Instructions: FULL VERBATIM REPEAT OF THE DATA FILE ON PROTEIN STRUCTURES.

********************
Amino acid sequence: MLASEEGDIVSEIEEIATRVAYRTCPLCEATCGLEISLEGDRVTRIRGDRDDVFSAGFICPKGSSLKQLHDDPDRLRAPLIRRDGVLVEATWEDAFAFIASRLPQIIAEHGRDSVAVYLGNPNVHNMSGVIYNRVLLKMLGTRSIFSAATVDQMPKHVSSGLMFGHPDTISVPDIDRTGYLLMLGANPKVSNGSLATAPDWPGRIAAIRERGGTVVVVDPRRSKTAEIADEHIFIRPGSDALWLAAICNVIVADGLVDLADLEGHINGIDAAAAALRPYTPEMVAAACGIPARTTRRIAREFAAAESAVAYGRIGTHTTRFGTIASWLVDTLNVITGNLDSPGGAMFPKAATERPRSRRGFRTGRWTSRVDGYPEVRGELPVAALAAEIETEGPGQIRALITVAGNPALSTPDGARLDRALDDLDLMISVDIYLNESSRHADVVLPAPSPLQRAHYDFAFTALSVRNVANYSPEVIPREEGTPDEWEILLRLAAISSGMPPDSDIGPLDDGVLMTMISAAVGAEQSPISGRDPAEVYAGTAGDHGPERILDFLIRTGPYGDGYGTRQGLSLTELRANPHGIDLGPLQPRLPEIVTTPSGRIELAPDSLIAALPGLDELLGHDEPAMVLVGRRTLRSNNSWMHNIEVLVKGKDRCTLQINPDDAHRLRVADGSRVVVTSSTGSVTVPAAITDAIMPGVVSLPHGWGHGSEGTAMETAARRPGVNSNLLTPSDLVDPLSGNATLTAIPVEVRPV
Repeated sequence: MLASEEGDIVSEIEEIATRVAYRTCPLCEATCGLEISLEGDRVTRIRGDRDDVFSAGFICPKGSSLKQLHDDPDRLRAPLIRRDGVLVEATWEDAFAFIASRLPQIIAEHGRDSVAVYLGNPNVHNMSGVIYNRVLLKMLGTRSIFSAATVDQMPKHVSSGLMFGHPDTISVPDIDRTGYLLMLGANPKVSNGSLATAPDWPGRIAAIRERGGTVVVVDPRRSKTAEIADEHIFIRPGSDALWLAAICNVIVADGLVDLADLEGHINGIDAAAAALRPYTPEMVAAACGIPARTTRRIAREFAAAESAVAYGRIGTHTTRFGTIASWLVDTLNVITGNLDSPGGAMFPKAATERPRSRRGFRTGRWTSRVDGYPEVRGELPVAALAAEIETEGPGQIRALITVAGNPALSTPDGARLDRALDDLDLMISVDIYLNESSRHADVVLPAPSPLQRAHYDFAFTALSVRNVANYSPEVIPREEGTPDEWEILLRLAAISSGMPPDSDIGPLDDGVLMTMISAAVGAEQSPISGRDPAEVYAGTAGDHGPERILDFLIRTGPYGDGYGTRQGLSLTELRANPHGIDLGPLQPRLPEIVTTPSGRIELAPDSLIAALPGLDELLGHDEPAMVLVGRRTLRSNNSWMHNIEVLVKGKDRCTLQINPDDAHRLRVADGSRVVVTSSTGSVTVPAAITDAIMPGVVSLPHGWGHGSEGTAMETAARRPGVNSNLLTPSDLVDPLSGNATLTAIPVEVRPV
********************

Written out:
Amino acid sequence: MLASEEGDIVSEIEEIATRVAYRTCPLCEATCGLEISLEGDRVTRIRGDRDDVFSAGFICPKGSSLKQLHDDPDRLRAPLIRRDGVLVEATWEDAFAFIASRLPQIIAEHGRDSVAVYLGNPNVHNMSGVIYNRVLLKMLGTRSIFSAATVDQMPKHVSSGLMFGHPDTISVPDIDRTGYLLMLGANPKVSNGSLATAPDWPGRIAAIRERGGTVVVVDPRRSKTAEIADEHIFIRPGSDALWLAAICNVIVADGLVDLADLEGHINGIDAAAAALRPYTPEMVAAACGIPARTTRRIAREFAAAESAVAYGRIGTHTTRFGTIASWLVDTLNVITGNLDSPGGAMFPKAATERPRSRRGFRTGRWTSRVDGYPEVRGELPVAALAAEIETEGPGQIRALITVAGNPALSTPDGARLDRALDDLDLMISVDIYLNESSRHADVVLPAPSPLQRAHYDFAFTALSVRNVANYSPEVIPREEGTPDEWEILLRLAAISSGMPPDSDIGPLDDGVLMTMISAAVGAEQSPISGRDPAEVYAGTAGDHGPERILDFLIRTGPYGDGYGTRQGLSLTELRANPHGIDLGPLQPRLPEIVTTPSGRIELAPDSLIAALPGLDELLGHDEPAMVLVGRRTLRSNNSWMHNIEVLVKGKDRCTLQINPDDAHRLRVADGSRVVVTSSTGSVTVPAAITDAIMPGVVSLPHGWGHGSEGTAMETAARRPGVNSNLLTPSDLVDPLSGNATLTAIPVEVRPV
Repeated sequence: MLASEEGDIVSEIEEIATRVAYRTCPLCEATCGLEISLEGDRVTRIRGDRDDVFSAGFICPKGSSLKQLHDDPDRLRAPLIRRDGVLVEATWEDAFAFIASRLPQIIAEHGRDSVAVYLGNPNVHNMSGVIYNRVLLKMLGTRSIFSAATVDQMPKHVSSGLMFGHPDTISVPDIDRTGYLLMLGANPKVSNGSLATAPDWPGRIAAIRERGGTVVVVDPRRSKTAEIADEHIFIRPGSDALWLAAICNVIVADGLVDLADLEGHINGIDAAAAALRPYTPEMVAAACGIPARTTRRIAREFAAAESAVAYGRIGTHTTRFGTIASWLVDTLNVITGNLDSPGGAMFPKAATERPRSRRGFRTGRWTSRVDGYPEVRGELPVAALAAEIETEGPGQIRALITVAGNPALSTPDGARLDRALDDLDLMISVDIYLNESSRHADVVLPAPSPLQRAHYDFAFTALSVRNVANYSPEVIPREEGTPDEWEILLRLAAISSGMPPDSDIGPLDDGVLMTMISAAVGAEQSPISGRDPAEVYAGTAGDHGPERILDFLIRTGPYGDGYGTRQGLSLTELRANPHGIDLGPLQPRLPEIVTTPSGRIELAPDSLIAALPGLDELLGHDEPAMVLVGRRTLRSNNSWMHNIEVLVKGKDRCTLQINPDDAHRLRVADGSRVVVTSSTGSVTVPAAITDAIMPGVVSLPHGWGHGSEGTAMETAARRPGVNSNLLTPSDLVDPLSGNATLTAIPVEVRPV